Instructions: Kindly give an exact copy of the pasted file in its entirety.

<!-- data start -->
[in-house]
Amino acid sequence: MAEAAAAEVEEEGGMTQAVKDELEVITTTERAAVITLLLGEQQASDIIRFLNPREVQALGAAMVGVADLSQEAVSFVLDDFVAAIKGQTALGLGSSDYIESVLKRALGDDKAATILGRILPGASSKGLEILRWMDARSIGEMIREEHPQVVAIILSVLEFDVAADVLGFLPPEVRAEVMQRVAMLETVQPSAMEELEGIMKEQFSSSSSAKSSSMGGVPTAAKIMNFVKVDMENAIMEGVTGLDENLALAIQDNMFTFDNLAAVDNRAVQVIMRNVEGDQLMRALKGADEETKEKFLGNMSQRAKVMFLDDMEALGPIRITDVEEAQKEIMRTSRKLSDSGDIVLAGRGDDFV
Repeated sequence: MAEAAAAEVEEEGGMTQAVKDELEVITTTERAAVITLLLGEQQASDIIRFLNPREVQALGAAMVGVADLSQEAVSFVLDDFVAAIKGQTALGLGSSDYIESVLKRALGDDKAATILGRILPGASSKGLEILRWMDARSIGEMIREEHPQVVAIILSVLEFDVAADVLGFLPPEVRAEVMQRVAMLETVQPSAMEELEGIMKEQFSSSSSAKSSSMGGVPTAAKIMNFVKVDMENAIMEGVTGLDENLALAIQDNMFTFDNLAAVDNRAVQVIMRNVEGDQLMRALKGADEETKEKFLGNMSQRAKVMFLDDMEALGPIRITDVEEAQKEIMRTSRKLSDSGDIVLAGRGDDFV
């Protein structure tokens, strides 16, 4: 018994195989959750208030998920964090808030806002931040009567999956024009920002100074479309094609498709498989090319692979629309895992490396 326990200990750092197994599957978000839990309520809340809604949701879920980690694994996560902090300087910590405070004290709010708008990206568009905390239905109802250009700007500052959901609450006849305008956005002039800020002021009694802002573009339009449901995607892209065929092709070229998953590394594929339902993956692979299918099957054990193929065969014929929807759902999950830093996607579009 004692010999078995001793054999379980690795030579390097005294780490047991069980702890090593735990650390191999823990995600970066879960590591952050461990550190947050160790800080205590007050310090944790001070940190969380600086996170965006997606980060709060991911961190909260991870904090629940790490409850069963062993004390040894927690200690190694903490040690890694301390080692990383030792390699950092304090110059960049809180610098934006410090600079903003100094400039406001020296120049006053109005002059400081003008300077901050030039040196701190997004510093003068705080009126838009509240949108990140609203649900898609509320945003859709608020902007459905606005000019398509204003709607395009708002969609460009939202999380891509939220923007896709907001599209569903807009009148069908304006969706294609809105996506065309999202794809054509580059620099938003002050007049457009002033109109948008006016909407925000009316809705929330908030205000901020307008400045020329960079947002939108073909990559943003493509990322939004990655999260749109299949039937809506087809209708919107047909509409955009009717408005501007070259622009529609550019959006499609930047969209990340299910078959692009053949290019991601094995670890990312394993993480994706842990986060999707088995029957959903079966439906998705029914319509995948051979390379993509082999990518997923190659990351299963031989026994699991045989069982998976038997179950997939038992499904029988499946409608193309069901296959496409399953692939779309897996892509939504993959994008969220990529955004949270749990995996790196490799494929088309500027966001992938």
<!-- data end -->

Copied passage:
[in-house]
Amino acid sequence: MAEAAAAEVEEEGGMTQAVKDELEVITTTERAAVITLLLGEQQASDIIRFLNPREVQALGAAMVGVADLSQEAVSFVLDDFVAAIKGQTALGLGSSDYIESVLKRALGDDKAATILGRILPGASSKGLEILRWMDARSIGEMIREEHPQVVAIILSVLEFDVAADVLGFLPPEVRAEVMQRVAMLETVQPSAMEELEGIMKEQFSSSSSAKSSSMGGVPTAAKIMNFVKVDMENAIMEGVTGLDENLALAIQDNMFTFDNLAAVDNRAVQVIMRNVEGDQLMRALKGADEETKEKFLGNMSQRAKVMFLDDMEALGPIRITDVEEAQKEIMRTSRKLSDSGDIVLAGRGDDFV
Repeated sequence: MAEAAAAEVEEEGGMTQAVKDELEVITTTERAAVITLLLGEQQASDIIRFLNPREVQALGAAMVGVADLSQEAVSFVLDDFVAAIKGQTALGLGSSDYIESVLKRALGDDKAATILGRILPGASSKGLEILRWMDARSIGEMIREEHPQVVAIILSVLEFDVAADVLGFLPPEVRAEVMQRVAMLETVQPSAMEELEGIMKEQFSSSSSAKSSSMGGVPTAAKIMNFVKVDMENAIMEGVTGLDENLALAIQDNMFTFDNLAAVDNRAVQVIMRNVEGDQLMRALKGADEETKEKFLGNMSQRAKVMFLDDMEALGPIRITDVEEAQKEIMRTSRKLSDSGDIVLAGRGDDFV
């Protein structure tokens, strides 16, 4: 018994195989959750208030998920964090808030806002931040009567999956024009920002100074479309094609498709498989090319692979629309895992490396 326990200990750092197994599957978000839990309520809340809604949701879920980690694994996560902090300087910590405070004290709010708008990206568009905390239905109802250009700007500052959901609450006849305008956005002039800020002021009694802002573009339009449901995607892209065929092709070229998953590394594929339902993956692979299918099957054990193929065969014929929807759902999950830093996607579009 004692010999078995001793054999379980690795030579390097005294780490047991069980702890090593735990650390191999823990995600970066879960590591952050461990550190947050160790800080205590007050310090944790001070940190969380600086996170965006997606980060709060991911961190909260991870904090629940790490409850069963062993004390040894927690200690190694903490040690890694301390080692990383030792390699950092304090110059960049809180610098934006410090600079903003100094400039406001020296120049006053109005002059400081003008300077901050030039040196701190997004510093003068705080009126838009509240949108990140609203649900898609509320945003859709608020902007459905606005000019398509204003709607395009708002969609460009939202999380891509939220923007896709907001599209569903807009009148069908304006969706294609809105996506065309999202794809054509580059620099938003002050007049457009002033109109948008006016909407925000009316809705929330908030205000901020307008400045020329960079947002939108073909990559943003493509990322939004990655999260749109299949039937809506087809209708919107047909509409955009009717408005501007070259622009529609550019959006499609930047969209990340299910078959692009053949290019991601094995670890990312394993993480994706842990986060999707088995029957959903079966439906998705029914319509995948051979390379993509082999990518997923190659990351299963031989026994699991045989069982998976038997179950997939038992499904029988499946409608193309069901296959496409399953692939779309897996892509939504993959994008969220990529955004949270749990995996790196490799494929088309500027966001992938």